Not Every G.I. Is a Joe

Not Every G.I. Is A Joe

The year is 2015.

This millennial generation stands for equality, acceptance, perseverance, and the advancement of all.  However, there are many strides that need to be taken in order for this dream to continue to grow.  One problem in particular is the United States Military having gender bans on certain groups or elite schools of combat.  This not only prevents women who have served or would like to serve in the military {in these groups} from attempting these schools, but it is a conscious act of gender discrimination by those people in power not wanting a fully gender equal military.

This goes to show that there are still people in this day and age that believe women are inferior, physically and mentally,  or are unable to perform the same tasks as their male counterparts, specifically, but not exclusively, in the military.  Until January of 2013, women were not technically allowed or recognized to participate in combat war, otherwise known as fighting on the ‘front lines’.  According to an article from January 24, 2013 by Elisabeth Bumiller at the New York Times “This groundbreaking decision overturns a 1994 Pentagon rule that restricts women from artillery, armor, infantry and other such combat roles, even though in reality women have frequently found themselves in combat in Iraq and Afghanistan; according to the Pentagon, hundreds of thousands of women have deployed in those conflicts. As of last year, more than 800 women had been wounded in the two wars and more than 130 had died.” (p. A1).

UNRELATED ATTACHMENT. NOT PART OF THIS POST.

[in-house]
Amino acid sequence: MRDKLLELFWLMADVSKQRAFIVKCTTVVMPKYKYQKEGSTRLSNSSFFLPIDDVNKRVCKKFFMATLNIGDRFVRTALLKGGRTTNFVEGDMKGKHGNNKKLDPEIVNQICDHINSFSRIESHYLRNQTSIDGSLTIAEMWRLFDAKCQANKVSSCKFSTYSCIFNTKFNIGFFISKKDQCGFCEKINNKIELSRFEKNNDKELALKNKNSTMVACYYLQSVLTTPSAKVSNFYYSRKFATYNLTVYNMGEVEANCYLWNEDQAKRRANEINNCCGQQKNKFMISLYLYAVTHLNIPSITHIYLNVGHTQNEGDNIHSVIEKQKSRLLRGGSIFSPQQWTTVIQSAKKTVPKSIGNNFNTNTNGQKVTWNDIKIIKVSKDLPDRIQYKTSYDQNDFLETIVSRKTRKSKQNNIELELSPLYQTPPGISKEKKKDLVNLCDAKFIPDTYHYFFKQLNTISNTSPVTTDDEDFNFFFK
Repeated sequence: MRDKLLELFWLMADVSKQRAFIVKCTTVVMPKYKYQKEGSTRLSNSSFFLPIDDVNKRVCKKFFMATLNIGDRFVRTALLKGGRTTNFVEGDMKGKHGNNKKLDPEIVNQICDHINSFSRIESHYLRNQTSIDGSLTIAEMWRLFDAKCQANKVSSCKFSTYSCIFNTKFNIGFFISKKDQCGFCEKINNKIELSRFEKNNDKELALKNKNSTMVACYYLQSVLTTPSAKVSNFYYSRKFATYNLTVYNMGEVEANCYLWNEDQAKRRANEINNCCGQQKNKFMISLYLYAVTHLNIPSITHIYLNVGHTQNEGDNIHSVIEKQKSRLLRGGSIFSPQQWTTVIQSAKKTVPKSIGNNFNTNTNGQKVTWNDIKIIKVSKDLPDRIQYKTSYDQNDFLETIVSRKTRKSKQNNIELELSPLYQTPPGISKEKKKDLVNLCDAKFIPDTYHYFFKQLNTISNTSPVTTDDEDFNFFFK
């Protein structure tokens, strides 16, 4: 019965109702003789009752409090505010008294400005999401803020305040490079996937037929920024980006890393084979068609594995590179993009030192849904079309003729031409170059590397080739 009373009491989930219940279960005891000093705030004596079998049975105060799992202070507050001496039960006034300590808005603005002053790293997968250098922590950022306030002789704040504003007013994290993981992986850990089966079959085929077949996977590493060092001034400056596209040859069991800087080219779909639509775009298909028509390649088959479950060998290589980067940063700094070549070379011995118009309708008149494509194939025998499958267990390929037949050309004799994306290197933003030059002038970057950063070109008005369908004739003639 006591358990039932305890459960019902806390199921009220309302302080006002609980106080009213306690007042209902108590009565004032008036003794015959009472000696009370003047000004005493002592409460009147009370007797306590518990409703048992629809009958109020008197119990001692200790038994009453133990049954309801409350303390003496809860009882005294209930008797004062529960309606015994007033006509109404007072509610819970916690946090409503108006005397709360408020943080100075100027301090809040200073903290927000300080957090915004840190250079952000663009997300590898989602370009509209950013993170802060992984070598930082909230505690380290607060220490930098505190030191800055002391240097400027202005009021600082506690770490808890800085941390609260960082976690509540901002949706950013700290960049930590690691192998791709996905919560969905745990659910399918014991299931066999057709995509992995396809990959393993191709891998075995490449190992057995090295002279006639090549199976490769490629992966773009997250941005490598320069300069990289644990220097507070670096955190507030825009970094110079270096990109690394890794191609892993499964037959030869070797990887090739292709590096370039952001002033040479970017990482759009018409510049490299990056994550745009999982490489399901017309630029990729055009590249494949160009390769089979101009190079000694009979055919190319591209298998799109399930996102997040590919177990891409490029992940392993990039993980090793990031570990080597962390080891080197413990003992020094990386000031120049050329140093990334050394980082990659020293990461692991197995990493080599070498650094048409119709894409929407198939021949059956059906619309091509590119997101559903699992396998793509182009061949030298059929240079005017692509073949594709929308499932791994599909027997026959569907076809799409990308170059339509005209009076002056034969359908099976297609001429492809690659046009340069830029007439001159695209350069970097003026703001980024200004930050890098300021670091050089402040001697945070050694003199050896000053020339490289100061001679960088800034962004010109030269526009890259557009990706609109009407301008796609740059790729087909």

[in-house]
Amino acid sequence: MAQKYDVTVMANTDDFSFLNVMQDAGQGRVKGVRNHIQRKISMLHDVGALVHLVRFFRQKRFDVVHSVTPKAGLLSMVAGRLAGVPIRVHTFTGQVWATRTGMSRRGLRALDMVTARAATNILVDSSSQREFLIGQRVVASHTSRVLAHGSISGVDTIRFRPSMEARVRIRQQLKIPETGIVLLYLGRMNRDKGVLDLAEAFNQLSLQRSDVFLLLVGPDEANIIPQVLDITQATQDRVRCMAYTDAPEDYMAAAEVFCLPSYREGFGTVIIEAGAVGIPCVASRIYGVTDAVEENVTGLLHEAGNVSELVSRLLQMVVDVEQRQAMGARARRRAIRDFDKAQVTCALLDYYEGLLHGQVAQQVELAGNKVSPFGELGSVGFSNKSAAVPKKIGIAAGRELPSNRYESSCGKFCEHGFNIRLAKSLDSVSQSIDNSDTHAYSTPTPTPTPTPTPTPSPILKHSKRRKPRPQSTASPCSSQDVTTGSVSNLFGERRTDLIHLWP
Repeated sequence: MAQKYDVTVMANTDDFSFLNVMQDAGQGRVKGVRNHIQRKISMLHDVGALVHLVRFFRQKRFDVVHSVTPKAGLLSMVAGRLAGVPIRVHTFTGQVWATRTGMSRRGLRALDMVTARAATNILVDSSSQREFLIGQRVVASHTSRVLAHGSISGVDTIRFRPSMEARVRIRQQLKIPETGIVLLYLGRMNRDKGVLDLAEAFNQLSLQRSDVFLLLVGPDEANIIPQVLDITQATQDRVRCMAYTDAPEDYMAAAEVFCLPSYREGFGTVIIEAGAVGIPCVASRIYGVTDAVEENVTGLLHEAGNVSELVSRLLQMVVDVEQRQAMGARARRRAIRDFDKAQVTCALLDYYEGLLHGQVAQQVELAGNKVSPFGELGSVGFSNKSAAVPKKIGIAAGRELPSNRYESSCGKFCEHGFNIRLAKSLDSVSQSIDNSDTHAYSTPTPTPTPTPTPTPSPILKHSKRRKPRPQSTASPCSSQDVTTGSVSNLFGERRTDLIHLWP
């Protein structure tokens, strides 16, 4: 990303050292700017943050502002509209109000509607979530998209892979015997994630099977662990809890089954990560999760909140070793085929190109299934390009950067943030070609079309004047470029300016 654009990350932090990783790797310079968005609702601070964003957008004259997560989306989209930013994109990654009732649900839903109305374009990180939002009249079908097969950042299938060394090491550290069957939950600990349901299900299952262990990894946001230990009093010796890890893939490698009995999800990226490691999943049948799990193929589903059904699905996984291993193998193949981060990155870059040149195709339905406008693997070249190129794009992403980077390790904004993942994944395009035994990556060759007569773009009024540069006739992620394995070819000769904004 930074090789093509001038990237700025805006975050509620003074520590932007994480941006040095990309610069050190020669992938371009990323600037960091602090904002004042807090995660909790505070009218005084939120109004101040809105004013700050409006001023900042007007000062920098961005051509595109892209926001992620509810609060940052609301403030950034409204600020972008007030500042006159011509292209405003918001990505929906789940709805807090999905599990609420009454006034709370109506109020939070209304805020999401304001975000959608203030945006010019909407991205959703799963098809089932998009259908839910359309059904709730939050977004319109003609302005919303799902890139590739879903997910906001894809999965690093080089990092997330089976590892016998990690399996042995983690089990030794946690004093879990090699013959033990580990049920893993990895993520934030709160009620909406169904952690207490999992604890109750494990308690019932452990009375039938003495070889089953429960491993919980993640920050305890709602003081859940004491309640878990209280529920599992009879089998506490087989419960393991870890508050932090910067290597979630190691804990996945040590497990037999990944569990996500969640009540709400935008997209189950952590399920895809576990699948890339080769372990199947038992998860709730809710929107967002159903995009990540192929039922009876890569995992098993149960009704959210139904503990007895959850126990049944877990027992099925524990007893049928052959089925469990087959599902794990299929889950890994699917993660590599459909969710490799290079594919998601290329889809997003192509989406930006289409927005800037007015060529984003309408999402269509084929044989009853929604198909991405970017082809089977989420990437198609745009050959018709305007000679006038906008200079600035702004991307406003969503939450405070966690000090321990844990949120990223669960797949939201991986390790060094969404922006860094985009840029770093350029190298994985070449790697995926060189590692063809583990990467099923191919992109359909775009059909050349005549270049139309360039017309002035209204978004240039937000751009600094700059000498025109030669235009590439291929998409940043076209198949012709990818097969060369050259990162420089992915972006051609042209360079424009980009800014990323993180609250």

However, just because there were bans on women in the combat roles, doesn’t mean that women weren’t already there. This law that was passed was a huge breakthrough in women’s advancement in the military.  Now they could be awarded and honored for the courageous acts they performed.  As wonderful as the passing of that law was, there was still much more progress for women regarding their eligibility with their service in the military.

Two years later from the passing of the law that legalized women into combat, women were finally given an opportunity to prove themselves equal to the men, and try out the elite Army Ranger School.  According to Oppel (2015), the Army gave a one-time chance for up to sixty women to attempt the Ranger training in April 2015.  This was monumental, and was the first step in proving that women lived up to the male standards.

In August 2015, two graduates of West Point were the first two women in history to ever graduate from the grueling Army Ranger School.  By law, they are not allowed to serve in the male exclusive 75th Ranger Regiment, but they can still wear the Ranger Tab.  Since they have graduated, the other branches of the military have taken into consideration of allowing their elite to include women as well.  This is a far cry from not even being recognized as active duty combat women, to being given an opportunity to perform alongside the best ranger candidates.

The fact is that women have always been a part of the military and have always had a strong role in it, and that is not going to change any time soon.


Bumiller, E. (2013, January 24). Equality at the Front Line: Pentagon is Set to Lift Ban on Women in Combat Roles. New York Times, p. A1. Retrieved September 24, 2015.

OPPEL, R. A., J. (2015, Aug 18). Two women will graduate from army’s ranger school. New York Times Retrieved from

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